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  • Closing the Windows on Microsoft

    Closing the Windows on Microso...

    It has been a long time in coming, and certainly should have happened well before now. We've been dual-booting our mobile machines with Ubuntu for many years, but never stopped mouse-clicking in Windows long enough to fully embrace our Linux command line. I don't know why, really, I kept these darned Windows operating systems around. Finally though, we have closed our Windows on Microsoft's Operating Systems. Goodbye, you expensive, bloated, insecure, unstable hassle; a bad habit, finally broken.

    Linux on the Laptop

    Closing the Windows on Microsoft Operating Systems

    Undertaking this whole process has me realizing that the change in thought and the perception of that switch are what is really the most difficult; the process of changing operating systems can be filled with false starts and frustrations. Even the decision to switch has its pros and cons. But I'm not going to take opportunity here to bash out Windows directly; I'll leave Microsoft to its own devices in succeeding at that (besides, I'm saving all my current online angst against the pangs of using LinkedIn). This will not be a piece on indicting proprietary software or a pro v. con positioning for everyone to argue over, either.  Our switch exclusively to Linux is simply about our own specific needs and utility.    


    Necessity is still mothering invention; with the open sourced, highly virtualized and cloud-based work that we do, Windows just does not fit our organization anymore.  Certainly not in our virtual labs.  Not in our desktop workstations, anymore.  And now, not on our mobile laptops, either.  Windows arose to its current status in the days

    From a philosophical point, Linux should have been our operating system all along: Open Source; Network-centric; Secure; Stable; Vendor Lock-out. Perfect for Cloud.  Linux has a rather sophisticated design that is built upon the principles that have evolved over decades of UNIX development. That design is modular, network-centric. Security, modularity and stability have been intrinsic design features from the beginning. Thousands of applications are available; Linux and most Linux-compatible applications are available as free software. It simply dominates the working realms of Open Source and Cloud; our work here and commitment to OpenStack private and public cloud building alone has us pimping Linux all day, every day, anyway.  But let's be specific:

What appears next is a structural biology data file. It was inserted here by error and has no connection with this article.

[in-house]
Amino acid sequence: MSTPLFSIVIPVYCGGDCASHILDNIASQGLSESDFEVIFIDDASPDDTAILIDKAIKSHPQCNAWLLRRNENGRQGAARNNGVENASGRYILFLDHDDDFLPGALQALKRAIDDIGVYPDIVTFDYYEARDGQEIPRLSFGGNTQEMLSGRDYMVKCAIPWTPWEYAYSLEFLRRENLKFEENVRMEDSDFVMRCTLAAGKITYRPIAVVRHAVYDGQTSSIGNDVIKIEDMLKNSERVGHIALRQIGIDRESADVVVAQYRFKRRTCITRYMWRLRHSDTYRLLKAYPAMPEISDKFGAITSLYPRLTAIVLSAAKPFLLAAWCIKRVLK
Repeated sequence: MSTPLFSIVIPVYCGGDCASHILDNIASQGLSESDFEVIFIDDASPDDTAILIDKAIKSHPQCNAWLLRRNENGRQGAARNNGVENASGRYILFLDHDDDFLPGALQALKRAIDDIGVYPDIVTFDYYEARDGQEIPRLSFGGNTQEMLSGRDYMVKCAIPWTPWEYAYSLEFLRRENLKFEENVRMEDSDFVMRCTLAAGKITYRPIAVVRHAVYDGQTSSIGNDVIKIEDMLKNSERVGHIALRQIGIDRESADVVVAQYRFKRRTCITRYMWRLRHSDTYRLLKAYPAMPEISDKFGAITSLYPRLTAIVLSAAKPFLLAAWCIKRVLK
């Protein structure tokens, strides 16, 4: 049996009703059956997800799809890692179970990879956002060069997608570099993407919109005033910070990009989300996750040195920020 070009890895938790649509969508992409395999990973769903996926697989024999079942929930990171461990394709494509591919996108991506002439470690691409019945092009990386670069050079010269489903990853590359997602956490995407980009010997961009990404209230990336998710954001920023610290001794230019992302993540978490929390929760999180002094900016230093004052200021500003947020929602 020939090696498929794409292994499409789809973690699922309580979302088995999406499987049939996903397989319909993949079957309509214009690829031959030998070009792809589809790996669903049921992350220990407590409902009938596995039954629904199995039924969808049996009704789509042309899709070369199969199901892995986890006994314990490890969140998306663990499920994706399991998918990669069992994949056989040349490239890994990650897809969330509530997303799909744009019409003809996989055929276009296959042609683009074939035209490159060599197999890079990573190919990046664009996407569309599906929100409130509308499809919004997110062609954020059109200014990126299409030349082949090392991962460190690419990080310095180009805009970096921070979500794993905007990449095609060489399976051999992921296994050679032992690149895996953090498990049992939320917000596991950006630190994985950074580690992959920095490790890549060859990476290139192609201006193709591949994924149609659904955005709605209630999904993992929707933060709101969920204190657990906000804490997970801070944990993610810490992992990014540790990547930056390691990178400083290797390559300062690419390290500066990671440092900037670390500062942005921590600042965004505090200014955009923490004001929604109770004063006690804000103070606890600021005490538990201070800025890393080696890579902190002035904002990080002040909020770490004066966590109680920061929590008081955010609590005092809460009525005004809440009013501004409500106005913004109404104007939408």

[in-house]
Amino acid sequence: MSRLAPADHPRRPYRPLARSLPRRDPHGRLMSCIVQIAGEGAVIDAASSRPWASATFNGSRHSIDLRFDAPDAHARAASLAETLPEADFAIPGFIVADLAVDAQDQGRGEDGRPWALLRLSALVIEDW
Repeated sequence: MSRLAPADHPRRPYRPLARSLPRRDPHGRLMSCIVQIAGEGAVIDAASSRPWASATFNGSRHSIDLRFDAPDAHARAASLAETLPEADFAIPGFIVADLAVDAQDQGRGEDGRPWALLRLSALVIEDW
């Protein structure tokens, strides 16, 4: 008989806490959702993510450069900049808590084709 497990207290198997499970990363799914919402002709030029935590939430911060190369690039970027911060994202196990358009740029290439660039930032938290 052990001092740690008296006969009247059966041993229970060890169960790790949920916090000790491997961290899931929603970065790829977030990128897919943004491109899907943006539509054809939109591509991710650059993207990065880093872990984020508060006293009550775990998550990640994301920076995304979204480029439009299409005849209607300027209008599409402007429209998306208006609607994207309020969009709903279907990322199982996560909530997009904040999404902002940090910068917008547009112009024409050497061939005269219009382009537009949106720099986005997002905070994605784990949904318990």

Open collaboration and GNU.  If this needs expounding, you should be referencing other articles.  Since its inception 20 years ago, the Linux operating system has become the most widely used software in the world.  This ability to innovate with Linux has helped create companies like Google, who have taken that ability and converted it into big business (who says Linux isn't ready for the Enterprise?!). Linux is free, as in FREEDOM.


    Although some distributions of Linux charge modest amounts for enhanced packages or subscriptions that include support options and early availability of upgrades, Linux is essentially free of licensing fees. The majority of these free distributions can simply be downloaded from the Internet. Virtually all of them come with hundreds of applications that are installed during the Linux installation process.  While a basic setup of Windows, MSOffice, Photoshop and Adobe Acrobat will set cost you close to $2,000, the typical Linux distribution gives you this functionality and much more, for $0.00. In addition, you get advanced networking capabilities and far greater system stability and security.


    Linux has evolved with robust ways to keep up with multiple, simultaneous processes and the resources devoted to them, separate; this is the foundation for its exceptional stability.  Linux has become highly evolved for enterprise-level adoption on workstations and laptops.  Multiple vendors now build and ship Linux specific machines (in our case, our chosen Alienware product line and its parent company, Dell, both offer Ubuntu and Red Hat Enterprise Linux machines).


    No operating system is 100 percent secure and Linux is no exception. But, Linux offers excellent security for its users (while Windows is intrinsically, notoriously insecure).  It was originally designed to run on large, relatively powerful (for the day) multiuser systems that were networked; both of these attributes demanded attention to security from the ground up.  From regular kernel updates to an almost daily list of security patches, Linux code maintainers keep Linux systems very secure. 


    The skills and mechanisms for working on Linux translate and transfer directly in a hand-to-hand manner with our open source, virtualized and cloud-based work.  Everything we do, we now do it in Linux.


    Back in the day, UNIX operating systems were the 18-wheeler trucks of the computing world. They ran on big machines that most people had little contact with. Personal computers were different because they were the mini-bikes of the computing world. Things have changed; the rapid advance of computing power now puts computing power like those early truck-like computers onto every desktop. Today's powerful personal computers are fully capable of taking advantage of the power of UNIX-like systems.